Intended for healthcare professionals

Rapid response to:

Head To Head

Should medical students be taught alternative medicine?

BMJ 2014; 348 doi: (Published 28 March 2014) Cite this as: BMJ 2014;348:g2417

Rapid Response:

Re: Should medical students be taught alternative medicine?

Yes, Medical students should be taught ‘about’ alternative medicines.

I would agree in principle that medical students should be taught ‘about’ alternative medicines [1]. But the teaching should not be done by advocates of alternative medicine but by open minded clinicians who are able to point out the thin evidence base which underpins most alternative medicines.

Medical students need to be educated about all the commonly used alternative medicines so that when patients ask questions, the budding doctors are in a position to explain to patients that it is mostly not advisable to use the myriad of alternative medicines.

Tomorrow’s doctors should be taught to be non-judgemental of patients who use the alternative medicines. They should also learn to avoid being dogmatic and, keep an open mind and be scientifically curious about unexplained effects of some alternative therapies [2].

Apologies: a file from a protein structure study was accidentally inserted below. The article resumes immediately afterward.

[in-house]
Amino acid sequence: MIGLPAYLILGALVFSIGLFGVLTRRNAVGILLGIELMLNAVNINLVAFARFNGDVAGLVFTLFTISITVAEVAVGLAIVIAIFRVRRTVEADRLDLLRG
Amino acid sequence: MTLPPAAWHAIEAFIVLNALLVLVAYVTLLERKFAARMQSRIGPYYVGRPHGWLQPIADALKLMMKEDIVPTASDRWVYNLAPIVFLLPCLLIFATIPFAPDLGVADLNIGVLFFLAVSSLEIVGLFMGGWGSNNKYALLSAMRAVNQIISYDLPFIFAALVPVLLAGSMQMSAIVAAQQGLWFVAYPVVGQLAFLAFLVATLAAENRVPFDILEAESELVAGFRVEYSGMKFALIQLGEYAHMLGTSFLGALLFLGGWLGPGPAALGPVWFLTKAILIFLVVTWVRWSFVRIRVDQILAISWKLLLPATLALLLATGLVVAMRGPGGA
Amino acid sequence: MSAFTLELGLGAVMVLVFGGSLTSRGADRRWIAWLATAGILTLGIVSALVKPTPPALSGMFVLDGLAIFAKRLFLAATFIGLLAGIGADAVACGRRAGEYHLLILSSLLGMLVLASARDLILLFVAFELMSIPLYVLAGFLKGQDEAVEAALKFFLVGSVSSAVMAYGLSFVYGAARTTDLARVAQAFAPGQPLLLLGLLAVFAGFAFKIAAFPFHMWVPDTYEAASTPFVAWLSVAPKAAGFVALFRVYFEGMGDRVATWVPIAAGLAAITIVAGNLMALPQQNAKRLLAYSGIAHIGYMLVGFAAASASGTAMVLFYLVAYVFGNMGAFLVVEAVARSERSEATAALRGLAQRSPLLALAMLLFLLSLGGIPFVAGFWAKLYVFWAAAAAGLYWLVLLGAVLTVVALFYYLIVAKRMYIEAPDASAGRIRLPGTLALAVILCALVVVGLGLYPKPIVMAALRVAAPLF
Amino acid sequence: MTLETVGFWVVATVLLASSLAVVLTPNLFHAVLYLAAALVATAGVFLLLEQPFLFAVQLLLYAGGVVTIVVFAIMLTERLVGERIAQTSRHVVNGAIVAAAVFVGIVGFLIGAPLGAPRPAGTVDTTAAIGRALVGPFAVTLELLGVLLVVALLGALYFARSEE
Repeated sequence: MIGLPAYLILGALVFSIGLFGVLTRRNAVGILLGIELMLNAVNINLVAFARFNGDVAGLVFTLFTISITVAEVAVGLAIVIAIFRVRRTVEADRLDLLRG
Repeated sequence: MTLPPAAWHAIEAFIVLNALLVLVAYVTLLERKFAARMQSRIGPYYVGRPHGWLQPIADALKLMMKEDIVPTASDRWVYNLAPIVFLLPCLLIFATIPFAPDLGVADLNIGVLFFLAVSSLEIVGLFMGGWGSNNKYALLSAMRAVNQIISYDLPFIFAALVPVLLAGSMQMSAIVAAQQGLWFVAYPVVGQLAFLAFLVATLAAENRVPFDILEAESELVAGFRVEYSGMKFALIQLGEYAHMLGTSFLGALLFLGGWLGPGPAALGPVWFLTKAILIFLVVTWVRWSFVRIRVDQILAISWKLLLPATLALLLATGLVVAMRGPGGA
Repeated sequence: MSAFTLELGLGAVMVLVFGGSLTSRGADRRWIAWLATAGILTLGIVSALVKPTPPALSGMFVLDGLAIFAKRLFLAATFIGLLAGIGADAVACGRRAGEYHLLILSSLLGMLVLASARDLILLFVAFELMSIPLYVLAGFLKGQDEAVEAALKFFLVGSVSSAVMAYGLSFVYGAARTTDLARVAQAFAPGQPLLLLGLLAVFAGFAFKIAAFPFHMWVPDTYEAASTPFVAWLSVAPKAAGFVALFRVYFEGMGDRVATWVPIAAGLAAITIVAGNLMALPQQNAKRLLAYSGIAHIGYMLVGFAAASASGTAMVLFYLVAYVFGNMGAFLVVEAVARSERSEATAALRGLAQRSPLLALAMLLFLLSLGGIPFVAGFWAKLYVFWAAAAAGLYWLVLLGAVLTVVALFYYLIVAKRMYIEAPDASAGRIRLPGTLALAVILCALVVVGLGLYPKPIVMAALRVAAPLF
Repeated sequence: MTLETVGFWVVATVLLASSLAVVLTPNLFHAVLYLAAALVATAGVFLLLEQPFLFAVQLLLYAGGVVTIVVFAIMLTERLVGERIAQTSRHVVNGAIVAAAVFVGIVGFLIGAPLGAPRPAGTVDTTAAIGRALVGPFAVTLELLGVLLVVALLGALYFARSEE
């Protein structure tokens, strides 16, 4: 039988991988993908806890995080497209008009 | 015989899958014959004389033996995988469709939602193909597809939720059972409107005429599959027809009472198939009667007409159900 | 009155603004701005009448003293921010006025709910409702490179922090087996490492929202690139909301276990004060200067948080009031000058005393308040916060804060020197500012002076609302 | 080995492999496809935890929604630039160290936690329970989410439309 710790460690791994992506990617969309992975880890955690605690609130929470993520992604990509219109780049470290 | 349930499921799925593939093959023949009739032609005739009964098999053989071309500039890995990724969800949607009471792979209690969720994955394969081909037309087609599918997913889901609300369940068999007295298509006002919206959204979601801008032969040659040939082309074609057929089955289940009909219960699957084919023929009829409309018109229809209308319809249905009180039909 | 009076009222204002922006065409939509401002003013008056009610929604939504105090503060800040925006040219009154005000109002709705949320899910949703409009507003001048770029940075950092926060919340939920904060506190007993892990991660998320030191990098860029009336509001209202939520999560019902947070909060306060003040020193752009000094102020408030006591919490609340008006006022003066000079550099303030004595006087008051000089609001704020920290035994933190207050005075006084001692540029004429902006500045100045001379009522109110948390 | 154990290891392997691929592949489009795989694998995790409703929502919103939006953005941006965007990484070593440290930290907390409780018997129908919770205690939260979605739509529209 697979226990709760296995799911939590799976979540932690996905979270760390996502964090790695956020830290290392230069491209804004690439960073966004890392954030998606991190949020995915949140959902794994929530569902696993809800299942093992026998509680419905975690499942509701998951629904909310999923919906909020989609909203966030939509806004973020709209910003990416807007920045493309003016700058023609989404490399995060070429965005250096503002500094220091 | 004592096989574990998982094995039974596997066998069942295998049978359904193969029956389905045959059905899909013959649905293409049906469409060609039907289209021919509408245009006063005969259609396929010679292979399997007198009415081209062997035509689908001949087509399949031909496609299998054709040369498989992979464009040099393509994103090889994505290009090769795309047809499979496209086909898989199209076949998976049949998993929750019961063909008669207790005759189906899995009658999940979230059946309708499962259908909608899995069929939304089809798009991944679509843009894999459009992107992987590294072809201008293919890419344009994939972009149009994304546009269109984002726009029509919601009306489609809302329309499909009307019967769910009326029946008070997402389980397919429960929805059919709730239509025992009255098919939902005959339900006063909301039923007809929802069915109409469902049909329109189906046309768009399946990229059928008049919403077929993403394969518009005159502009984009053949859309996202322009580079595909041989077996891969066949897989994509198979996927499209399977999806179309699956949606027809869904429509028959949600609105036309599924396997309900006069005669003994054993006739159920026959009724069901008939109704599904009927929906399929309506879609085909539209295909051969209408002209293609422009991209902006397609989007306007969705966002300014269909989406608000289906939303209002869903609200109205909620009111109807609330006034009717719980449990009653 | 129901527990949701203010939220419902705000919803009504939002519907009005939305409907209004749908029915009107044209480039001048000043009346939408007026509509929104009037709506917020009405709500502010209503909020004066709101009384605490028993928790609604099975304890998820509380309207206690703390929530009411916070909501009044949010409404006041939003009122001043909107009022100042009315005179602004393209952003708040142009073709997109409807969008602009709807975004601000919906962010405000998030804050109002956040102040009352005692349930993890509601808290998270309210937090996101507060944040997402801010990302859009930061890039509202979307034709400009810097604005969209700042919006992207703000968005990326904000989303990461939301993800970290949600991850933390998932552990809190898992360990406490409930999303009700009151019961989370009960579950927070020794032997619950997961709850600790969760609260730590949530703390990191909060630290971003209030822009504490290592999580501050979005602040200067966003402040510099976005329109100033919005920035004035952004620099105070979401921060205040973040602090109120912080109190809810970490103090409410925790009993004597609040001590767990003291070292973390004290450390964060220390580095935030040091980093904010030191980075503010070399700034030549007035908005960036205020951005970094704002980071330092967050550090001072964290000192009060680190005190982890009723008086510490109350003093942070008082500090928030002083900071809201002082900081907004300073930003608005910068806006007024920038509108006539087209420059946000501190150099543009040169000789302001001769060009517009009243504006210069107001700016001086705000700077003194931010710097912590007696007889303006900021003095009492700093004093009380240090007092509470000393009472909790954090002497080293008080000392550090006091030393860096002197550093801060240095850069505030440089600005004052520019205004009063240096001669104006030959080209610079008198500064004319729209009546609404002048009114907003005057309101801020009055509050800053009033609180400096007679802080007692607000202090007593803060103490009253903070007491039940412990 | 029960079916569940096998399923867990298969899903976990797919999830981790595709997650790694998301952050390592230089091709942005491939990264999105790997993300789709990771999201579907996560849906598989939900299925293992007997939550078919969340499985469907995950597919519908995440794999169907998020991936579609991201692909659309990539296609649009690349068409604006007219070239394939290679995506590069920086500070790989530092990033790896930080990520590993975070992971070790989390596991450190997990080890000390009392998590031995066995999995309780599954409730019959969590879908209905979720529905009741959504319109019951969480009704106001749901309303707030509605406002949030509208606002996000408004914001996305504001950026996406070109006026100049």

More importantly, medical students should be made aware of the clever marketing techniques and sophisticated sales tactics used by many web based, alternative medicine practitioners to lure the gullible patients. And John Diamond’s book ‘Snake Oil and Other Preoccupations’ should be on their reading list [3].

1 Catto G, Cork N, Williams G. Should medical students be taught alternative medicine? BMJ 2014;348:g2417–g2417. doi:10.1136/bmj.g2417

2 Sundar S. Effect of Mistletoe on Cervical cancer (n =1) | BMJ. (accessed 1 Apr2014).

3 Ferriman A. Snake Oil and Other Preoccupations. BMJ 2001;323:288. doi:10.1136/bmj.323.7307.288

Competing interests: No competing interests

02 April 2014
Santhanam SUNDAR
Consultant Oncologist
Nottingham University Hospital NHS Trust
Nottingham. NG5 1PB